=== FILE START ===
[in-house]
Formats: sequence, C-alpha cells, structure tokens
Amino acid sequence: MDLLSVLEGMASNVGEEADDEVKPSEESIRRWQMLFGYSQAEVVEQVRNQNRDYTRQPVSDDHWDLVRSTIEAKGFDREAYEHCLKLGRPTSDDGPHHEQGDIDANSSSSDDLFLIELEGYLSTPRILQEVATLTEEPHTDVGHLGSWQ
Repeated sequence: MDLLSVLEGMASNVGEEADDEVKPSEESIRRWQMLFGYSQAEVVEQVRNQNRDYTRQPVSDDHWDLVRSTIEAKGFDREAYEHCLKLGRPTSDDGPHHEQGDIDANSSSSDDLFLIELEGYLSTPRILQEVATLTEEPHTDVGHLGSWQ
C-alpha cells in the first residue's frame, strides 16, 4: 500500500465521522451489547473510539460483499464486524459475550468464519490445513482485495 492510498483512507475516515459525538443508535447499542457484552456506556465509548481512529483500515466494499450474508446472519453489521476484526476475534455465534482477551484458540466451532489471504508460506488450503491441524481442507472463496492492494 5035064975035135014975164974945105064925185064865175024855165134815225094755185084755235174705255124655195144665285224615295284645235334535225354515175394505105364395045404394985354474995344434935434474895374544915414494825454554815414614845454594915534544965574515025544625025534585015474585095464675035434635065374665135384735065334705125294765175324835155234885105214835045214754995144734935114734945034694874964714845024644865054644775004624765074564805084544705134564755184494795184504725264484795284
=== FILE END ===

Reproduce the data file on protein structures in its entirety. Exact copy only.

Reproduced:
[in-house]
Formats: sequence, C-alpha cells, structure tokens
Amino acid sequence: MDLLSVLEGMASNVGEEADDEVKPSEESIRRWQMLFGYSQAEVVEQVRNQNRDYTRQPVSDDHWDLVRSTIEAKGFDREAYEHCLKLGRPTSDDGPHHEQGDIDANSSSSDDLFLIELEGYLSTPRILQEVATLTEEPHTDVGHLGSWQ
Repeated sequence: MDLLSVLEGMASNVGEEADDEVKPSEESIRRWQMLFGYSQAEVVEQVRNQNRDYTRQPVSDDHWDLVRSTIEAKGFDREAYEHCLKLGRPTSDDGPHHEQGDIDANSSSSDDLFLIELEGYLSTPRILQEVATLTEEPHTDVGHLGSWQ
C-alpha cells in the first residue's frame, strides 16, 4: 500500500465521522451489547473510539460483499464486524459475550468464519490445513482485495 492510498483512507475516515459525538443508535447499542457484552456506556465509548481512529483500515466494499450474508446472519453489521476484526476475534455465534482477551484458540466451532489471504508460506488450503491441524481442507472463496492492494 5035064975035135014975164974945105064925185064865175024855165134815225094755185084755235174705255124655195144665285224615295284645235334535225354515175394505105364395045404394985354474995344434935434474895374544915414494825454554815414614845454594915534544965574515025544625025534585015474585095464675035434635065374665135384735065334705125294765175324835155234885105214835045214754995144734935114734945034694874964714845024644865054644775004624765074564805084544705134564755184494795184504725264484795284